Scattering of ashes forbidden, Vatican declares
THE ashes of the cremated should not be scattered or kept at home, but stored in a “sacred place” , a new instruction from the Vatican’s Congregation for the Doctrine of the Faith states. The document reiterates that the Church recommends that the deceased be buried, but that there are no doctrinal objections to cremation. Ashes should be stored in a cemetery, church, or other “sacred place”, to ensure that the deceased is not forgotten or shown a lack of respect, and to prevent “unfitting or superstitious practices”. Scattering is forbidden to avoid “every appearance of pantheism, naturalism or nihilism”.
New Zealand Dean wins appeal against dismissal
THE Dean of St John’s Naiapu Cathedral, Napier, in the Anglican Church in Aotearoa, New Zealand and Polynesia, the Very Revd Michael Godfrey, has won his appeal against dismissal for extramarital affairs that took place 25 years ago. The Bishop of Waiapu, the Rt Revd Andrew Hedge, argued that Dean Godfrey had not disclosed the affairs to the Church. Dean Godfrey said that he had had the affairs during a ten-day period in 1991, and that they had been disclosed to his bishop at the time. This week, the Church’s appeal tribunal found his dismissal unjustified.
Campaign builds against anti-Semitic sculpture in Wittenberg
CAMPAIGNS are under way to remove an anti-Semitic sculpture from the church where Martin Luther preached, in time for the 500th anniversary of the Reformation. The Judensau has been on the façade of the Stadkirche since 1305 and was mentioned by Luther in his book Vom Schem Hamphoras. Among those campaigning for its removal is Sister Joela Krüger, of the Evangelical Sisterhood of Mary, a Lutheran group. A petition started by Dr Richard Harvey, a Jewish theologian, has been signed by more than 5000. Dr Harvey argues that a plaque put up in 1988, which refers to the six million Jews who died in the Holocaust, is “insufficient”.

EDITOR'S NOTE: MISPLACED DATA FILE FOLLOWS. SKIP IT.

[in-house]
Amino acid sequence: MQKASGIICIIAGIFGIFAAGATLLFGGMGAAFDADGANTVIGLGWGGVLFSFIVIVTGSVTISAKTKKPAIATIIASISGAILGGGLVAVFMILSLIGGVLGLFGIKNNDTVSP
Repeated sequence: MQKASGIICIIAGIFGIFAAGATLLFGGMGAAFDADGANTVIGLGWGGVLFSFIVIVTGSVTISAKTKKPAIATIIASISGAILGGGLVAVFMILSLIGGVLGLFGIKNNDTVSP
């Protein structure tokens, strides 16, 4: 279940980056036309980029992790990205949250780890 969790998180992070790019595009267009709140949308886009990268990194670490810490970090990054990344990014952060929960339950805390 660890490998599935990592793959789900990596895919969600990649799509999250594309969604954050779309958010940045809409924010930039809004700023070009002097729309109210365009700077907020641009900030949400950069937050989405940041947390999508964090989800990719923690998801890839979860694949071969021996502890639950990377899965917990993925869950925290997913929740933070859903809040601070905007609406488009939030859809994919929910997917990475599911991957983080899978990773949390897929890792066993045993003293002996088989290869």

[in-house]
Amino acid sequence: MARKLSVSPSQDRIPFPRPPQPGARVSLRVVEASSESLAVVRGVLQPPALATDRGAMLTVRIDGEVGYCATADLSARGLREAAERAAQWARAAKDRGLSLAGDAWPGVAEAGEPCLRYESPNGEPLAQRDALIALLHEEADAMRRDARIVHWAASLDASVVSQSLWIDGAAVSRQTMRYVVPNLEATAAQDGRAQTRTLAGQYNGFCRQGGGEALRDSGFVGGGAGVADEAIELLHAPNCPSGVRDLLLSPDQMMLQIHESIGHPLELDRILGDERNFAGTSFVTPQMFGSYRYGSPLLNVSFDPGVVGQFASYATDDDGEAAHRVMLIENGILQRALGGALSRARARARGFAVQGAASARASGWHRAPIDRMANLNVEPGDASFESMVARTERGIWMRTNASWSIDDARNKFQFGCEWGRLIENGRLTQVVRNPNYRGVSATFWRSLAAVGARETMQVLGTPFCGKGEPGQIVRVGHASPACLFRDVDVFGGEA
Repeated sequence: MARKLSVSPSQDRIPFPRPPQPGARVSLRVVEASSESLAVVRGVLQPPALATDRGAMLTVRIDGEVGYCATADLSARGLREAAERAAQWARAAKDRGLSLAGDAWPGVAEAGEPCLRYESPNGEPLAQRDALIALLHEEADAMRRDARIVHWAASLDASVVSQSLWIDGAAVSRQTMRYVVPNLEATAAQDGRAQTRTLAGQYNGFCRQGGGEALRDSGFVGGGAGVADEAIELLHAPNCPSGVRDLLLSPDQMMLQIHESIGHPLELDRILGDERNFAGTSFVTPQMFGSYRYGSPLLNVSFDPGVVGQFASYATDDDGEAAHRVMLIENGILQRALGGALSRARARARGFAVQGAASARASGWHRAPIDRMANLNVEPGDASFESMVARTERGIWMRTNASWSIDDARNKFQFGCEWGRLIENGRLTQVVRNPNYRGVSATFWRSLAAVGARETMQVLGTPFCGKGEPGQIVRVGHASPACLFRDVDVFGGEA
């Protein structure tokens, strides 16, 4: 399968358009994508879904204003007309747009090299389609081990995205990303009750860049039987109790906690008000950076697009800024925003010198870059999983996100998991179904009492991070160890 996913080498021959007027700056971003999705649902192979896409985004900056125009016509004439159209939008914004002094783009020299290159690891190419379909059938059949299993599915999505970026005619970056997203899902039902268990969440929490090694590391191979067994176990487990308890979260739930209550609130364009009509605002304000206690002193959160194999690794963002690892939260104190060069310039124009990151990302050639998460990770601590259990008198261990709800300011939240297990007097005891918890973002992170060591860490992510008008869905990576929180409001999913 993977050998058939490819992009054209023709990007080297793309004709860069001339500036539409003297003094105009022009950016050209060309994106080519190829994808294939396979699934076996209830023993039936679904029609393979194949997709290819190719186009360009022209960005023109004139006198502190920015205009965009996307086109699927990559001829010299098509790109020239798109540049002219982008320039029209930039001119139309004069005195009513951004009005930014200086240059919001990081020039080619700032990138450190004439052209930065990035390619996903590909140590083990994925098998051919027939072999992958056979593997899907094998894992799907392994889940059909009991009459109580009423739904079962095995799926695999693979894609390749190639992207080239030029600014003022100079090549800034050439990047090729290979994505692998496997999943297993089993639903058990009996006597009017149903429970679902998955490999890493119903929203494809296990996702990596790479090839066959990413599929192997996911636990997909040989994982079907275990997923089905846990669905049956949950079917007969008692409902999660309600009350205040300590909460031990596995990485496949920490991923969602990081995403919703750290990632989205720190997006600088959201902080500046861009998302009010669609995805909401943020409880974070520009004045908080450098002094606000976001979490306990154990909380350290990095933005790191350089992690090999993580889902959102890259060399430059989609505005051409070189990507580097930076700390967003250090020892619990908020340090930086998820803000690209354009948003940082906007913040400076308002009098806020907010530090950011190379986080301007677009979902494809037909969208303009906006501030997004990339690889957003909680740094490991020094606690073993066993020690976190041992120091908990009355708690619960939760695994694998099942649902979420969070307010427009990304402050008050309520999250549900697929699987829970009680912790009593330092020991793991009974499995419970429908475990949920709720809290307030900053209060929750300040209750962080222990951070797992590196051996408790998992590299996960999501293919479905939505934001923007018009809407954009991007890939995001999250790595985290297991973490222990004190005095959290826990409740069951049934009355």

Détente between China and the Vatican expected
REPRESENTATIVES from the Vatican and China are expected to meet before the end of the month in Rome, to finalise an agreement on the ordination of bishops on the mainland, Reuters reported this week. Church sources told the agency that China was preparing to permit the ordination of at least two new bishops before the end of the year, with the blessing of the Vatican, which would also recognise at least four Chinese bishops appointed by Beijing without papal consent. The Chinese government has opposed for more than 60 years Vatican control over the ordination of bishops, which has threatened a schism between the underground Catholic community and the state-backed Catholic Patriotic Association. Thirty of the more than 100 dioceses on the mainland are currently vacant.